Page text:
Envisioning the platform-based utility ecosystems of tomorrow

Posted on: June 20, 2019 by Andrea Rossi

Platform-based ecosystems are predicted to account for 30% of all global revenues by 2025. For the energy industry, platform-based ecosystems are critical to digitalization and the basis for a new change of paradigm. What does this mean for traditional E&U players?

Breaking siloes to build services

Companies across all verticals have traditionally worked in siloes. But an insular perspective is at odds with today’s transformational business models, which rely on ecosystems. Here, diverse stakeholders work together to provision novel services.

At the heart of the ecosystem lies the digital platform, providing the interoperability that eases the participation of diverse stakeholders. For energy, these may include distribution system operators (DSOs for both renewables and traditional energy sources), electro-mobility providers, power providers, energy service companies and customers, among others — also water utilities, energy and electricity utilities and gas utilities.

In time, even more actors will participate, including businesses outside of the energy industry. Energy data then increases in value, with third parties exploiting it to create new services.

These third-party services will rely on open environments: open APIs and common standards. Where physical meets digital, well-known standards will need to be adopted by both equipment manufacturers and people working in the digital domain.

A multitude of new services

Competition is building among utilities collaborating in platform-based ecosystems. Some are already utilizing ecosystems to gain ideas or new contacts so they can extend their services. I’d like to share some concrete examples. My first is an energy island project we are working on in a region of Austria. Here a community of 400,000 people chose to disconnect from the national electricity network and instead adopt self-sustainable energy solutions. The ecosystem allows this new kind of community to leverage the expertise of traditional utilities through services that include energy solution optimization strategies and tools, for instance.

We’re also participating in several platform ecosystem projects funded by the European Commission:

  • inteGRIDy aims to facilitate the optimal and dynamic operation of the distribution grid by coordinating distributed energy resources, virtual power plants and innovative collaborative storage schemes within an energy system with an increasing share of renewable energy.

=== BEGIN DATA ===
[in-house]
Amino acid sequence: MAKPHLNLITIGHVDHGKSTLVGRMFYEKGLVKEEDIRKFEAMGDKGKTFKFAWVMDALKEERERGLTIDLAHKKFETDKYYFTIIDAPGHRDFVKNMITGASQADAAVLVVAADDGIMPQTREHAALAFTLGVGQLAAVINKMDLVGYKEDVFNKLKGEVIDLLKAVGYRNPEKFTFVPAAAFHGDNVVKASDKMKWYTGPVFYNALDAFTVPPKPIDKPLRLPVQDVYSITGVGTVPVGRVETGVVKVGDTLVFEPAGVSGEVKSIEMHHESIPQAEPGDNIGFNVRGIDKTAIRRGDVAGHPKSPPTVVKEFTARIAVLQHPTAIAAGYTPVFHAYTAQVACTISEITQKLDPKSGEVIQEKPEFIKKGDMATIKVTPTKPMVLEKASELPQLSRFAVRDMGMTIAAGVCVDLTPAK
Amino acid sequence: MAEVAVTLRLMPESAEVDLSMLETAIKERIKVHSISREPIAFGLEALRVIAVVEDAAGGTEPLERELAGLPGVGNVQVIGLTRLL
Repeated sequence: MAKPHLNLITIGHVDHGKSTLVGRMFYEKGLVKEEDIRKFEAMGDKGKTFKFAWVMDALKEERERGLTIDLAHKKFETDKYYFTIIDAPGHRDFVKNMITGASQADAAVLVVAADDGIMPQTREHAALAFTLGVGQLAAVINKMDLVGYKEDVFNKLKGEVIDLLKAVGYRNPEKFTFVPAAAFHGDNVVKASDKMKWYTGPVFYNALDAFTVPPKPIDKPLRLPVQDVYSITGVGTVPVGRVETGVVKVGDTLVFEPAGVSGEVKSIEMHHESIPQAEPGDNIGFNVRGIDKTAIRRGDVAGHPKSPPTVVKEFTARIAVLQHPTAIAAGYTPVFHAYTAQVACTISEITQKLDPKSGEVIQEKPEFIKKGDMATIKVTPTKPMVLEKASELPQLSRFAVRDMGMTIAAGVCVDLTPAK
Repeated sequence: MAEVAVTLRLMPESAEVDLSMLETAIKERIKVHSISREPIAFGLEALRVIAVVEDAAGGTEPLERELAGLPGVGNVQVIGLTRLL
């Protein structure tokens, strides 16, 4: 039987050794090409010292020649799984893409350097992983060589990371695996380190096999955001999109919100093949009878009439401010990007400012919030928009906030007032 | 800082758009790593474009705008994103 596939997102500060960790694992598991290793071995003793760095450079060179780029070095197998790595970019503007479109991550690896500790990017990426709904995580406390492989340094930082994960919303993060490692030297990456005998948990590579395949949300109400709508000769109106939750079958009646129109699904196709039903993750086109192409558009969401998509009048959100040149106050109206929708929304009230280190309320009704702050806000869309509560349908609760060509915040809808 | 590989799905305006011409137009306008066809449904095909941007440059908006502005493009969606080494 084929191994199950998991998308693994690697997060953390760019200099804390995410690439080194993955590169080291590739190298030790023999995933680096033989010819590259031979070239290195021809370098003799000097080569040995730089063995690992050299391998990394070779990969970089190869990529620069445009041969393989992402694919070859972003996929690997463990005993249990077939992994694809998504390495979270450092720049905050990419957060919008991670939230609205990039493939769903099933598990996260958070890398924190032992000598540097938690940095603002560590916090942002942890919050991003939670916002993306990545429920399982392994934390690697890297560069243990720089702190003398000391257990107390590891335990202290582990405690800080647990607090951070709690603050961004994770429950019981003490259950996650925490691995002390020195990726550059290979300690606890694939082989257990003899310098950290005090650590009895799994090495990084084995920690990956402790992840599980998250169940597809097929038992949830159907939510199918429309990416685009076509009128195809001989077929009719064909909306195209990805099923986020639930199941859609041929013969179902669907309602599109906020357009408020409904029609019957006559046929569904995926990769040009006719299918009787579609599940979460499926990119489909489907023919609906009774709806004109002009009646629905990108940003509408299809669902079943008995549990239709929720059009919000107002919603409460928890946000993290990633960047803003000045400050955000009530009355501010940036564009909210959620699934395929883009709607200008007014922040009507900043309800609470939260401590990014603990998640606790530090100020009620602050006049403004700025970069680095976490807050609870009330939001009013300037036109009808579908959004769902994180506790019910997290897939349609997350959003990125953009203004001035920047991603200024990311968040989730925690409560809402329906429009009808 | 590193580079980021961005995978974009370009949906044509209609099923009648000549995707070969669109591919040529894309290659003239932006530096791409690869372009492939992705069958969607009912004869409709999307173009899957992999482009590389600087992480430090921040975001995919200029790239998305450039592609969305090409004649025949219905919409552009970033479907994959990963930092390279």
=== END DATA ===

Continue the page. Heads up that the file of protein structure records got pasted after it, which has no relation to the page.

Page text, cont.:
• SHAR-Q aims to optimize storage capacities for the small energy sites by encouraging collaboration between peer-to-peer interoperability networks that connect neighboring RES and storage ecosystems, enabling them to share their storage capacities.
  • MERLON aims to enable novel business models, including allowing local energy communities to introduce local flexibility markets and paving the way for Microgrid-as-a-Service models.

My last is a service that helps prosumers decide when to consume or store the energy they’re producing, and when to buy energy from or sell energy to the network. For this, the service provider considers energy prices along with best practices for the prosumer to operate their equipment.

Dilemmas facing platform-based ecosystems

While these new platform-based ecosystems bring new opportunities, they also bring new concerns. To succeed, these must be addressed; otherwise, utilities will be reluctant to adopt them. Let’s look at some of those dilemmas.

Firstly, platform-based ecosystems must offer utilities trust in an environment out of their control. With OT/IT connecting everything, platforms – in addition to providing a lot of information – could gain access to assets that were not accessible before. This must include addressing cybersecurity threats and risks.

Then there is information privacy. Some of the data the ecosystem is collecting could be sensitive and affected by privacy regulations. The data platform must demonstrate that it can deal with this kind of data. Additionally, people need to understand what they are going to get in return for sharing their data.

The final dilemma is about building enough trust to expand the ecosystem, facilitating third-party access to parts of the data that utilities are generating. Building sufficient trust is critical to utilities being able to offer more services and, in doing so, increase the value of their data.

The future lies in platform-based ecosystems

I’ve explored how collaboration among different energy utilities will be critical to their future success. While there are currently utility silos, collaboration among those utilities is key for making them sustainable and ensuring proper energy delivery across diverse energy vectors. The digital platform lies at the very heart of the solution as a connection point for development.

Read our latest Journey 2022 ‘Resolving Digital Dilemmas’ report, researched and written by the Atos Scientific Community. In it, you will discover more about how platform-based ecosystems are key to resolving E&U’s emerging Digital Dilemmas.

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About Andrea Rossi
Head of Energy & Transport Market
Andrea Rossi is head of the energy sector for Atos Research and Innovation, and is the coordinator of the inteGRIDy project. Madrid-based Andrea is particularly interested in the implications of the Internet-of-Things on the energy and transport sectors. Andrea joined Atos from Phillips in 2007. His first degree was in Organizational and Behavioral Science, which he gained in Bologna, Europe’s oldest university, where he also gained his MBA.